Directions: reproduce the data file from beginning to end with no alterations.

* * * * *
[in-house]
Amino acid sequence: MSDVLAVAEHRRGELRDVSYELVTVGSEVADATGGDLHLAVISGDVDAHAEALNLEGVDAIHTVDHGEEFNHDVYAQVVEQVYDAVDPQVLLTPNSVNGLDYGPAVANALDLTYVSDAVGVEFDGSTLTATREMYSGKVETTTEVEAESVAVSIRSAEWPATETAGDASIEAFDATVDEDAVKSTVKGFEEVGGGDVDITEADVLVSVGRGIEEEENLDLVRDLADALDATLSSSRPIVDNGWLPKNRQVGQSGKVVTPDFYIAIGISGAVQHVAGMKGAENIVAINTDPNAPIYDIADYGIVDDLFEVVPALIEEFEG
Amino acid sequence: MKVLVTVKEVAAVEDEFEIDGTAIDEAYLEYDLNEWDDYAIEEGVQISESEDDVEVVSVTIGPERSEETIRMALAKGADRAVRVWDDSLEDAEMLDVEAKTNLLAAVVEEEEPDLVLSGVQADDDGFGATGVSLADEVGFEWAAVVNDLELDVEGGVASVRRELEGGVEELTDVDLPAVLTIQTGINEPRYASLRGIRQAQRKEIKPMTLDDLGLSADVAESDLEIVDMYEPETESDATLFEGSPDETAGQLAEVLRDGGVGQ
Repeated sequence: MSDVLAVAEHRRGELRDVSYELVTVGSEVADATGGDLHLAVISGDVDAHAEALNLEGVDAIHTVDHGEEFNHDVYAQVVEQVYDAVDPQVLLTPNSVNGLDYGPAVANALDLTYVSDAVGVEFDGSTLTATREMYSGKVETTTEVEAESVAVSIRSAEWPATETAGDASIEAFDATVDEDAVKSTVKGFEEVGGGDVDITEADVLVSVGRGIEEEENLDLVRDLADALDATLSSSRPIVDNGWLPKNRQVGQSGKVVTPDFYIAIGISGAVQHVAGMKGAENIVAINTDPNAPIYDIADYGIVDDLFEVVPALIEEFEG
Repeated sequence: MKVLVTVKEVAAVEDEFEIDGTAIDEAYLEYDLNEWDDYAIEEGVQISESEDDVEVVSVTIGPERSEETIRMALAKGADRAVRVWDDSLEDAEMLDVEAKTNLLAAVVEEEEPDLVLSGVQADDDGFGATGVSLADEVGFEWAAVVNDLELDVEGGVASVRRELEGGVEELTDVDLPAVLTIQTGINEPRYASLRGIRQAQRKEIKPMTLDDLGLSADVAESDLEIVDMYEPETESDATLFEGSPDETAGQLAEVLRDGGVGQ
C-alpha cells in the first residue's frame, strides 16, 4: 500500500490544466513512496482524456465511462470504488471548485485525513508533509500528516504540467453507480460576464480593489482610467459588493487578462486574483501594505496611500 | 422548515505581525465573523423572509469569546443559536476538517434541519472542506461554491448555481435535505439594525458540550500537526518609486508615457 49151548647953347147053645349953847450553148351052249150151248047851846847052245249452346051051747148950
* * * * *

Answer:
[in-house]
Amino acid sequence: MSDVLAVAEHRRGELRDVSYELVTVGSEVADATGGDLHLAVISGDVDAHAEALNLEGVDAIHTVDHGEEFNHDVYAQVVEQVYDAVDPQVLLTPNSVNGLDYGPAVANALDLTYVSDAVGVEFDGSTLTATREMYSGKVETTTEVEAESVAVSIRSAEWPATETAGDASIEAFDATVDEDAVKSTVKGFEEVGGGDVDITEADVLVSVGRGIEEEENLDLVRDLADALDATLSSSRPIVDNGWLPKNRQVGQSGKVVTPDFYIAIGISGAVQHVAGMKGAENIVAINTDPNAPIYDIADYGIVDDLFEVVPALIEEFEG
Amino acid sequence: MKVLVTVKEVAAVEDEFEIDGTAIDEAYLEYDLNEWDDYAIEEGVQISESEDDVEVVSVTIGPERSEETIRMALAKGADRAVRVWDDSLEDAEMLDVEAKTNLLAAVVEEEEPDLVLSGVQADDDGFGATGVSLADEVGFEWAAVVNDLELDVEGGVASVRRELEGGVEELTDVDLPAVLTIQTGINEPRYASLRGIRQAQRKEIKPMTLDDLGLSADVAESDLEIVDMYEPETESDATLFEGSPDETAGQLAEVLRDGGVGQ
Repeated sequence: MSDVLAVAEHRRGELRDVSYELVTVGSEVADATGGDLHLAVISGDVDAHAEALNLEGVDAIHTVDHGEEFNHDVYAQVVEQVYDAVDPQVLLTPNSVNGLDYGPAVANALDLTYVSDAVGVEFDGSTLTATREMYSGKVETTTEVEAESVAVSIRSAEWPATETAGDASIEAFDATVDEDAVKSTVKGFEEVGGGDVDITEADVLVSVGRGIEEEENLDLVRDLADALDATLSSSRPIVDNGWLPKNRQVGQSGKVVTPDFYIAIGISGAVQHVAGMKGAENIVAINTDPNAPIYDIADYGIVDDLFEVVPALIEEFEG
Repeated sequence: MKVLVTVKEVAAVEDEFEIDGTAIDEAYLEYDLNEWDDYAIEEGVQISESEDDVEVVSVTIGPERSEETIRMALAKGADRAVRVWDDSLEDAEMLDVEAKTNLLAAVVEEEEPDLVLSGVQADDDGFGATGVSLADEVGFEWAAVVNDLELDVEGGVASVRRELEGGVEELTDVDLPAVLTIQTGINEPRYASLRGIRQAQRKEIKPMTLDDLGLSADVAESDLEIVDMYEPETESDATLFEGSPDETAGQLAEVLRDGGVGQ
C-alpha cells in the first residue's frame, strides 16, 4: 500500500490544466513512496482524456465511462470504488471548485485525513508533509500528516504540467453507480460576464480593489482610467459588493487578462486574483501594505496611500 | 422548515505581525465573523423572509469569546443559536476538517434541519472542506461554491448555481435535505439594525458540550500537526518609486508615457 49151548647953347147053645349953847450553148351052249150151248047851846847052245249452346051051747148950